Architecture of Penang - Chinese Influence

Chinese Influence

Chinese immigrants brought with them architecture from their ancestral land as can be seen in the many Chinese temples and clan houses. Examples that stand out include the Cheong Fatt Tze Mansion (also known as the Blue Mansion), built by the namesake Qing-dynasty Chinese immigrant who was a hugely successful trader and community leader; the Kuan Yin Temple, the Khoo Kongsi, and the intricate clan house of the influential Khoo clan. The spectacular temple of Kek Lok Si at the foothill of Penang Hill is the largest Buddhist temple in Southeast Asia. Known as the Temple of Ten Thousand Buddhas, it was largely built by artisans and worksmen from China in the 19th century. A great many of the shophouses and residences found in George Town were built in the style of Straits-Chinese architecture with their very recognisable red terracotta roofs.

Nouveau riche Chinese millionaires of the time built themselves stately mansions along the famed Millionaires' Row of Northam Road (now Sultan Ahmad Shah Road). One of the most famous of them still standing today is the Yeap mansion, resplendent in white. The holiday palace of the Sultan of Kedah, Istana Kedah is also located on the same stretch.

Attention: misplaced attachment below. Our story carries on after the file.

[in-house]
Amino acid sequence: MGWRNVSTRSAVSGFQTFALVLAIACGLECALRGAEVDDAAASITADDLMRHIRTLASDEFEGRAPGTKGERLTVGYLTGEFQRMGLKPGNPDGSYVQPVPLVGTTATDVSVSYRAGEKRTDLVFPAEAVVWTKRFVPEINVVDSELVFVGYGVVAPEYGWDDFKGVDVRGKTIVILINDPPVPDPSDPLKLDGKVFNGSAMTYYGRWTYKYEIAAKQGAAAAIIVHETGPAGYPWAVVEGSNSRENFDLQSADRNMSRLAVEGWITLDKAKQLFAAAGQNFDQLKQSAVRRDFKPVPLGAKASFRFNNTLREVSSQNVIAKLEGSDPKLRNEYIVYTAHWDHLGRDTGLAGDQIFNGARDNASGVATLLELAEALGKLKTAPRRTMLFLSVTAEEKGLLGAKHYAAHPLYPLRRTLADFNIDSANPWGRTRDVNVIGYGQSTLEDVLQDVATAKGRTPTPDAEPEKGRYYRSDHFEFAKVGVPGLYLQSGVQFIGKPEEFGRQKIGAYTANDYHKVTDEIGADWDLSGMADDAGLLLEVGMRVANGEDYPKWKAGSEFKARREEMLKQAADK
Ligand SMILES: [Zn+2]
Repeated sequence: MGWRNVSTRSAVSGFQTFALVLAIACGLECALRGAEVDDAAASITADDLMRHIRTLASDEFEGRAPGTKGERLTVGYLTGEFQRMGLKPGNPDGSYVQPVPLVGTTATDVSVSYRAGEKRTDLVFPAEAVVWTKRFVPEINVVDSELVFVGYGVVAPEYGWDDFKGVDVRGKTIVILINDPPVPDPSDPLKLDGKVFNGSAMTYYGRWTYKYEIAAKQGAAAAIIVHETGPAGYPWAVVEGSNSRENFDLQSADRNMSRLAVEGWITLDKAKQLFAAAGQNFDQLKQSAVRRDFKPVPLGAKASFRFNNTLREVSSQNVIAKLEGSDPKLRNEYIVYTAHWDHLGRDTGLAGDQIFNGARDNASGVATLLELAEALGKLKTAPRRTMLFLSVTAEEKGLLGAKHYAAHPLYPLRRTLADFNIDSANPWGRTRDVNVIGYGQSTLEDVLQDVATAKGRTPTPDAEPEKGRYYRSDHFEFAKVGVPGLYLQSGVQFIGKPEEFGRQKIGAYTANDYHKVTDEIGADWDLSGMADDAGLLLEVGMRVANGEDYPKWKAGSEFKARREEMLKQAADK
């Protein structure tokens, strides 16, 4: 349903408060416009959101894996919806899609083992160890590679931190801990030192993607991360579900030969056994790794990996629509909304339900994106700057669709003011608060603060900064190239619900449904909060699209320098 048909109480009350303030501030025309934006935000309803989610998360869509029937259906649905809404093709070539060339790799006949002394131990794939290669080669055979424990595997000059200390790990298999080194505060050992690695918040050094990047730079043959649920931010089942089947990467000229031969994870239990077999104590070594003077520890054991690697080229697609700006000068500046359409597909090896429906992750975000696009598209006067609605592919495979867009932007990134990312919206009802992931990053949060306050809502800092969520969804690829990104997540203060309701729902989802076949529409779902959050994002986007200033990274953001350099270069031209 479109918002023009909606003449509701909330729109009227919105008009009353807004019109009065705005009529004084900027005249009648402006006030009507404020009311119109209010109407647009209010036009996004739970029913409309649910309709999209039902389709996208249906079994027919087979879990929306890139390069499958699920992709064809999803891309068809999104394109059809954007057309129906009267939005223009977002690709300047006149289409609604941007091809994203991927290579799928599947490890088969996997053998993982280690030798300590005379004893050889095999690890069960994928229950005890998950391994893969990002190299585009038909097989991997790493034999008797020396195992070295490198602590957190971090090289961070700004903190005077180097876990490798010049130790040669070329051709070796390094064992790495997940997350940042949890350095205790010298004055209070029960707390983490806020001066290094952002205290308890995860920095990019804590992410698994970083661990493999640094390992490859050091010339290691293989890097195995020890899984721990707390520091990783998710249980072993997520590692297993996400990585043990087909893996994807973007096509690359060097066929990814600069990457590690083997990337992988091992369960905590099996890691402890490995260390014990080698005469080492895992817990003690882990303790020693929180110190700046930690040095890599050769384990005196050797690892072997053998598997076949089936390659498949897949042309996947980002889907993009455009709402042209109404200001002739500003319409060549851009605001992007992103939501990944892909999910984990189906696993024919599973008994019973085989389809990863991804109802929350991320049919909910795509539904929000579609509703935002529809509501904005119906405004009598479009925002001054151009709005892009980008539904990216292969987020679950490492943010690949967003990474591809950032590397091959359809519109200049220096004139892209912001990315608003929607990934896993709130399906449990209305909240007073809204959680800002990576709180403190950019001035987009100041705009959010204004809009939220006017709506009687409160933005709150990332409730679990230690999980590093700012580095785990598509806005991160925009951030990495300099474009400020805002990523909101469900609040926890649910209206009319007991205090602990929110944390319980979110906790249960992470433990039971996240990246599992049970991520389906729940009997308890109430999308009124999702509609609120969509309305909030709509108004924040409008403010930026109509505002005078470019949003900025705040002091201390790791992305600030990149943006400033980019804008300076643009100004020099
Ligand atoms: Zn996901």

Towkay Chung Thye Phin, last Kapitan China of Penang and Perak, was responsible for two exceptional pieces of architecture. The first was the fabled Chung Thye Phin Mansion where Gurney Drive meets Northam Road (No 2 Kelawai Road). People walking through the building found themselves strolling along subterranean passageways and chambers, gazing up at a clear glass dining room ceiling revealing live fish or marvelling at the art deco interiors of its rooms. After the death of its owner, the mansion was sold and turned into a hotel (The Shanghai Hotel) famous for its local music and "joget" dances. It was eventually demolished and on its footprint now stands an imposing condominium (1 Gurney Drive). On another part of the island, Chung designed Relau Villa, his holiday resort. The villa was equipped with a swimming pool ringed by private and other types of rooms. Its derelict structure can still be seen and explored today at Taman Metropolitan, Relau. According to family history, Kapitan Chung Thye Phin was inspired by the artistic canals of Venice and the enchanting ponds and lakes of China when he designed the swimming-pool, which was constructed by Mr. B. H. Ung, the first Chinese architect to make use of reinforced concrete buildings in the community, the Ban Hin Lee Bank being a particularly notable example.

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